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Crown Royal Fine De Luxe

Crown Royal Fine De Luxe
Crown Royal Fine De Luxe

Tasting Date: 2021-06-04

Region: Canadian Whisky

Type: Blended (A blend of 50 different whiskies from five different mash bills)

Age Statement: NAS

Size: 50ml

ABV: 40% ABV

Cask Type: unknown exactly, but is known to be varried

Distiller: The Crown Royal Distilling Co.

Location: Nestled on the edge of Lake Winnipeg, Crown Royal’s distillery is in Gimli, Manitoba, Canada.

Bottler: Diageo Canada Inc. in Amherstburg, Ontario, Canada.

Purchase Location: Crown Liquor Store 14626 50 St NW, Edmonton, Alberta, Canada

Purchase Date: 2021-05-07

Cost: $3.25 including GST & Deposit

Tasting Notes From The Crown Royal Website:

NOSE: Rich and robust, with slight hints of vanilla and fruit.
PALATE: Delicately smooth and creamy with hints of oak and vanilla flavour.
FINISH: Long and lingering.

Colour: Pale caramel

TransparentSmoke Review: OMG! Pure Crown Royal Fine De Luxe!

I have drank so much of this product over the years that I could not bring myself to buy a full sized bottle for this review. Truth be told, I can’t remember the last time I actually bought a bottle. I have to admit that this is the whisky that you take used to a party at a friends to pour a couple “Crown and Cokes” and then you leave the bottle. Most likely they will end up bringing it to the next get together and leaving it there. And so on and so on. Until the bottle is finished and another magically appears at your place the next time you host.

A staple at Canadian parties, it is almost never ordered straight. Instead ordered on ice with Coke or Ginger Ale. Mostly the whisky’s vanilla accents add to the Coke for a vanilla Coke like flavour or the rye spice adds to the spicy burn of good Ginger Ale.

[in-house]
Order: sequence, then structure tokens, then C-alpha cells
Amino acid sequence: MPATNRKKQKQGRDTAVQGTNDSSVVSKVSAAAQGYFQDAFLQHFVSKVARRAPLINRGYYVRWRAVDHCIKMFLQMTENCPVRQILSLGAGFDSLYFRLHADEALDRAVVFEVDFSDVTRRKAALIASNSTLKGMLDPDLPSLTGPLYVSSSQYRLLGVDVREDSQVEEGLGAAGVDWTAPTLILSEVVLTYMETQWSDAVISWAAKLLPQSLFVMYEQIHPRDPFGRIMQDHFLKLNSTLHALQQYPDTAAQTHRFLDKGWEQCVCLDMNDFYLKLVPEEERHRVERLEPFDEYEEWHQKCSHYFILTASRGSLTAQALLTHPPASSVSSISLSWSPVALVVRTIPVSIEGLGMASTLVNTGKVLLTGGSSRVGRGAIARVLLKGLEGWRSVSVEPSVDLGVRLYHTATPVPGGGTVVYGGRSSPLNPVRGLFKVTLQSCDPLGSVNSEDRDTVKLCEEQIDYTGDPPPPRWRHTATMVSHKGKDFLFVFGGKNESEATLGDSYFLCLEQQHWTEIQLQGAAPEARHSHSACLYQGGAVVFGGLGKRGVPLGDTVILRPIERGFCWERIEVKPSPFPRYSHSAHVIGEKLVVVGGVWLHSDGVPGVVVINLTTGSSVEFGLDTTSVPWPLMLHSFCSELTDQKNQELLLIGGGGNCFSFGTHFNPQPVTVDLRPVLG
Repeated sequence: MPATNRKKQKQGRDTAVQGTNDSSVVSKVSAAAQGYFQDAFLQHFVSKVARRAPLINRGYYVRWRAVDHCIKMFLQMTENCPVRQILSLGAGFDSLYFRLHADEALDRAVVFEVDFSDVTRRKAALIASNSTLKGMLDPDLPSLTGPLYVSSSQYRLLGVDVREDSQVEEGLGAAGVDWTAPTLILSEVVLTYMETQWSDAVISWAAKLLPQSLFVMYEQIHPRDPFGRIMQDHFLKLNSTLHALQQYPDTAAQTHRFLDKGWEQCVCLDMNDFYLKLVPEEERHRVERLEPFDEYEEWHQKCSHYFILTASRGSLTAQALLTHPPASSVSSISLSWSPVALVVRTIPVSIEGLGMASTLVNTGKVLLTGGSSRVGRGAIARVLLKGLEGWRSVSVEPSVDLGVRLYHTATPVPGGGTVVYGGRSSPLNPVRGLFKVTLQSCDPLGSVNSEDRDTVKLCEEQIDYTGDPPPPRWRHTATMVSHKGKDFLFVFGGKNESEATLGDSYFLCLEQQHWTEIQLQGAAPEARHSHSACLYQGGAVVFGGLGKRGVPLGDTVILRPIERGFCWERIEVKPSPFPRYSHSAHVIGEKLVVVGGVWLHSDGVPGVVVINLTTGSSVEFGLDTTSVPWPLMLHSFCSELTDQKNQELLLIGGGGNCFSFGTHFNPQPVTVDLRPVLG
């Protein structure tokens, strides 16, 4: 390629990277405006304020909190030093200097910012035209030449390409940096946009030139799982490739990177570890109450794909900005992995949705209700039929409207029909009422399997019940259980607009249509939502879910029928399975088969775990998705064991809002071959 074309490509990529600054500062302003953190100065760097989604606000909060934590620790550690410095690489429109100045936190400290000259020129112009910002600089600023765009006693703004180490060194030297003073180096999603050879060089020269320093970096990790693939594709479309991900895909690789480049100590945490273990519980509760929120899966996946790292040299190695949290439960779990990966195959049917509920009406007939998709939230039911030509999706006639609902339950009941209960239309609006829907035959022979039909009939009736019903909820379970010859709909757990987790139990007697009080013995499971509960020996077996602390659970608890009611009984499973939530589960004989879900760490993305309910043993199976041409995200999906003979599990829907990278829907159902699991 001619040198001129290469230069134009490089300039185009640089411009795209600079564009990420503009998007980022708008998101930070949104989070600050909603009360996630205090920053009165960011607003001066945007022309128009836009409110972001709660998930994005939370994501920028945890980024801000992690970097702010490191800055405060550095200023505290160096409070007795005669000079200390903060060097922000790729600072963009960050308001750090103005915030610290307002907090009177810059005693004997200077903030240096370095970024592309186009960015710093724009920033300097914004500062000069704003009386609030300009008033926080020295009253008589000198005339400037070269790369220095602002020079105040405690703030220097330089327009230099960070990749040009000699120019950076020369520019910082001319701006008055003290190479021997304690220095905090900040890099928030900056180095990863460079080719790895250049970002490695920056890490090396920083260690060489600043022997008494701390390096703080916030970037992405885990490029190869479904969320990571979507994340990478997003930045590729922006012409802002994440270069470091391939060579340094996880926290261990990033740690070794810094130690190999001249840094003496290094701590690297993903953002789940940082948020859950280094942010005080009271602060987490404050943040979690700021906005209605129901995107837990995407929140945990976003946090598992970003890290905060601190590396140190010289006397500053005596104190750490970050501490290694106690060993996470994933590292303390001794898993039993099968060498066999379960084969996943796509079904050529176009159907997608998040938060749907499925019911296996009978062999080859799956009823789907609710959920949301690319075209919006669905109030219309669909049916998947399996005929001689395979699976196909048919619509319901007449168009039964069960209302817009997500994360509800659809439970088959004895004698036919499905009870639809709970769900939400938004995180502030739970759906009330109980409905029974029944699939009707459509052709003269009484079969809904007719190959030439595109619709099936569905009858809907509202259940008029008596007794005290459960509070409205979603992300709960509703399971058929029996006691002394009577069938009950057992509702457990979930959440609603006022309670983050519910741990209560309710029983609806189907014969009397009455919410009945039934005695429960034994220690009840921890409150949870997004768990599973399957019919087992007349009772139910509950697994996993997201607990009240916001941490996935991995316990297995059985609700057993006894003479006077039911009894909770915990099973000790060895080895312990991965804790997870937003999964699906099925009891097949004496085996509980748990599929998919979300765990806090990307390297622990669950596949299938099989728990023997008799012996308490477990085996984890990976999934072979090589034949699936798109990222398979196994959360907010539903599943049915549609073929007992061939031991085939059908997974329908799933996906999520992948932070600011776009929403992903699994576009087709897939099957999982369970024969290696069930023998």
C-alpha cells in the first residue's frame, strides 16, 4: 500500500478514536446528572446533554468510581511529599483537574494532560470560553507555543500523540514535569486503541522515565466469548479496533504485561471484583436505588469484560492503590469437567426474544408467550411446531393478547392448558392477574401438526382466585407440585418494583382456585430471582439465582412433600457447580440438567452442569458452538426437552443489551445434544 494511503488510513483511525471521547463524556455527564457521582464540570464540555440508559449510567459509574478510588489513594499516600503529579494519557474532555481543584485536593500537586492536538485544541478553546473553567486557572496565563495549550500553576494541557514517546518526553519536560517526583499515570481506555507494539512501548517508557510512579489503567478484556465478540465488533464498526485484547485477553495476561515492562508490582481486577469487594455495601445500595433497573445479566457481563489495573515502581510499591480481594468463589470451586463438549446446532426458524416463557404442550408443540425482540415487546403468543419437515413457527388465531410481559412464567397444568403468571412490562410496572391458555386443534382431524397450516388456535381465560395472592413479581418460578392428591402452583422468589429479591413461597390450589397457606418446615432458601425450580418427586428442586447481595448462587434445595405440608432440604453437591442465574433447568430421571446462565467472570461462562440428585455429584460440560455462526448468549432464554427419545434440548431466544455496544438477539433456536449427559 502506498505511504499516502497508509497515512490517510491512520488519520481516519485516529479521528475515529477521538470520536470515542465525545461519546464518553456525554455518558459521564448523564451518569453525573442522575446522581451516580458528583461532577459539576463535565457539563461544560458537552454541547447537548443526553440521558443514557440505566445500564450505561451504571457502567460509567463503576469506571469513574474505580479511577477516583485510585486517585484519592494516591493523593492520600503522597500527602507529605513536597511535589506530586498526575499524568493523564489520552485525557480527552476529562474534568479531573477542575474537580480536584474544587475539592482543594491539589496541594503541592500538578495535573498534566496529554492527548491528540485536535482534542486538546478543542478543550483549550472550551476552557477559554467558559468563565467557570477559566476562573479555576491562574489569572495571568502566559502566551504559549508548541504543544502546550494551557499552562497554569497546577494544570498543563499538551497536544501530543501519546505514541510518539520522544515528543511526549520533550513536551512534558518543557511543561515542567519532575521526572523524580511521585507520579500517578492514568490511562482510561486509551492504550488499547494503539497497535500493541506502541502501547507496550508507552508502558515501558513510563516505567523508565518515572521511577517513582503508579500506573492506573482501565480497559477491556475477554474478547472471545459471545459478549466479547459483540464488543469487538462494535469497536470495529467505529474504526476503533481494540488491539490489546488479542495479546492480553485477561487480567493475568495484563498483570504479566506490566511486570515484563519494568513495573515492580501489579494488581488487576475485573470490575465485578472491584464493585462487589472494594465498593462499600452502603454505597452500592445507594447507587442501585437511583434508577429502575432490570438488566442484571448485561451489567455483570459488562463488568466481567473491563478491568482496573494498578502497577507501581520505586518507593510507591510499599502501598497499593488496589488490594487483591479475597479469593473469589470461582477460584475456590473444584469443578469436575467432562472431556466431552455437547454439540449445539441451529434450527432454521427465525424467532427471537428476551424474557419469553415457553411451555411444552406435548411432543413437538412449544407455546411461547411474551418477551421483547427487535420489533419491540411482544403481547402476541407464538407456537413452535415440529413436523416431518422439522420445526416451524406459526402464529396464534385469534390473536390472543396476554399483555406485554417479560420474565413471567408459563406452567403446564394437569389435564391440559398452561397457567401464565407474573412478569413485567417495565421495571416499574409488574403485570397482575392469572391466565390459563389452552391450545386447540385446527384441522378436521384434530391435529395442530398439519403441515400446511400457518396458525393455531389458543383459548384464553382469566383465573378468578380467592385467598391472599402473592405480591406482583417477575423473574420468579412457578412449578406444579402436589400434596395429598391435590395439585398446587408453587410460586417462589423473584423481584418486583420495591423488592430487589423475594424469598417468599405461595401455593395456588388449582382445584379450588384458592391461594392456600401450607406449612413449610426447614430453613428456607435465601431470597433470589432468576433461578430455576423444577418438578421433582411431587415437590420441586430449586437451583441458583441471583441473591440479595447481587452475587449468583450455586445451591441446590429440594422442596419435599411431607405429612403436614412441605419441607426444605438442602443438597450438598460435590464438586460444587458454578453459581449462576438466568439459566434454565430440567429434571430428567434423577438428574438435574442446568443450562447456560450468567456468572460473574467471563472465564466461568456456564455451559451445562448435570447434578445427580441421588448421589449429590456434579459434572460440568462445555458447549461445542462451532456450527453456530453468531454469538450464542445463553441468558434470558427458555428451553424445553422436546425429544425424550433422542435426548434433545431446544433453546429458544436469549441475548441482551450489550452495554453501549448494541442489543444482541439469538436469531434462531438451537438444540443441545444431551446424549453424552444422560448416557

As I am writing this I keep thinking that there are so many little things that need to cleared up, so we are all talking about this product with the same understandings.

  1. No one calls it Crown Royal Fine De Luxe. It is just called “Crown”, maybe “Crown Royal” if you are being all fancy. Mostly ordered as a “Crown and Coke” or a “Crown and Ginger”. Some bars just use Crown even if you order as a “Rye and Coke”. (PS: I didn’t even know the De Luxe was two separate word till I started writing this review)
  2. Invented in 1939 as a gift for a visit by King George VI. What we drink today is most likely nothing like the original except for the number of barrels mixed to create the end product.
  3. In Canada we call it rye whisky. Yet it contains just an unknown tiny bit of rye whisky. We have no real rules as to naming whiskies rye, except that it must contain some.
  4. Canadian whiskies only need to be 90.91% whisky, the rest can be other stuff for flavour. No one knows the true mix, but wine is very likely part of the flavour profile.
  5. It is a blended whisky, supposedly made of a blend of 50 different whiskies, but ultimately as long as all of the parts that make up the 90.91% have spent 3 years in a barrel, it can just be referred to just as “whisky”.
  6. Bottles in Canada don’t come with the cool velvet bags anymore. We buy so much Crown Royal Fine De Luxe that they don’t need to set themselves out as different on the shelf anymore.

Now that the little points are out of the way, lets talk about what Crown is like in a glass, neat. It is boring. There is barely a smell, maybe a little vanilla if you are doing the whole open mouth smelling thing in an attempt to accentuate the nose of this whisky. On the palate the rye spice does come out as you finish. Just a little burn and definitely nothing strong enough to scare anyone away.

So neat in a glass you just find the two things this does well.

1. Adds vanilla accents for a good “Crown and Coke”
2. Adds a little spice for a nice “Crown and Ginger”.

Our Score: 64/100

Bottles on Hand: